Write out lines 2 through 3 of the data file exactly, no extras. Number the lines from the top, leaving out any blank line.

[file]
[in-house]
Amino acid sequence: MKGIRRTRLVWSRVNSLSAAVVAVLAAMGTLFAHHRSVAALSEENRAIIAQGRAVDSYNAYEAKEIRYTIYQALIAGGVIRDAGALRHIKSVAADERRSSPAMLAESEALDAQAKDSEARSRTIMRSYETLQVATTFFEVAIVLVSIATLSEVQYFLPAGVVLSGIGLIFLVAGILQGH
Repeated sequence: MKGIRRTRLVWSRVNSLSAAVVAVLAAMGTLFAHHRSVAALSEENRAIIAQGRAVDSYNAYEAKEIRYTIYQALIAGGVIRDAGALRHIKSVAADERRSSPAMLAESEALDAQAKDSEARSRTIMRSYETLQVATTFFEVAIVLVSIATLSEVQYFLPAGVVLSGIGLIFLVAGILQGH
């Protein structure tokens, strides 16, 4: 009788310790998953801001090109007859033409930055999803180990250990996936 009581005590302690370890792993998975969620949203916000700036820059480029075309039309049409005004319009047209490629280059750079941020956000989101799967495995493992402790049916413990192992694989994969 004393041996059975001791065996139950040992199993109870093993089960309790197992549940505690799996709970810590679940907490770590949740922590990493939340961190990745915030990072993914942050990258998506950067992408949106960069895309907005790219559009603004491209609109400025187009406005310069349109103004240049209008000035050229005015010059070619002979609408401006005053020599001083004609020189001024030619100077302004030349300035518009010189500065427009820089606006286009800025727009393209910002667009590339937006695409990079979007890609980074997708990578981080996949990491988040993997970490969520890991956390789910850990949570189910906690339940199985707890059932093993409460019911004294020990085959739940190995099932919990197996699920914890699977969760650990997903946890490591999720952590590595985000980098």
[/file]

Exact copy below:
Amino acid sequence: MKGIRRTRLVWSRVNSLSAAVVAVLAAMGTLFAHHRSVAALSEENRAIIAQGRAVDSYNAYEAKEIRYTIYQALIAGGVIRDAGALRHIKSVAADERRSSPAMLAESEALDAQAKDSEARSRTIMRSYETLQVATTFFEVAIVLVSIATLSEVQYFLPAGVVLSGIGLIFLVAGILQGH
Repeated sequence: MKGIRRTRLVWSRVNSLSAAVVAVLAAMGTLFAHHRSVAALSEENRAIIAQGRAVDSYNAYEAKEIRYTIYQALIAGGVIRDAGALRHIKSVAADERRSSPAMLAESEALDAQAKDSEARSRTIMRSYETLQVATTFFEVAIVLVSIATLSEVQYFLPAGVVLSGIGLIFLVAGILQGH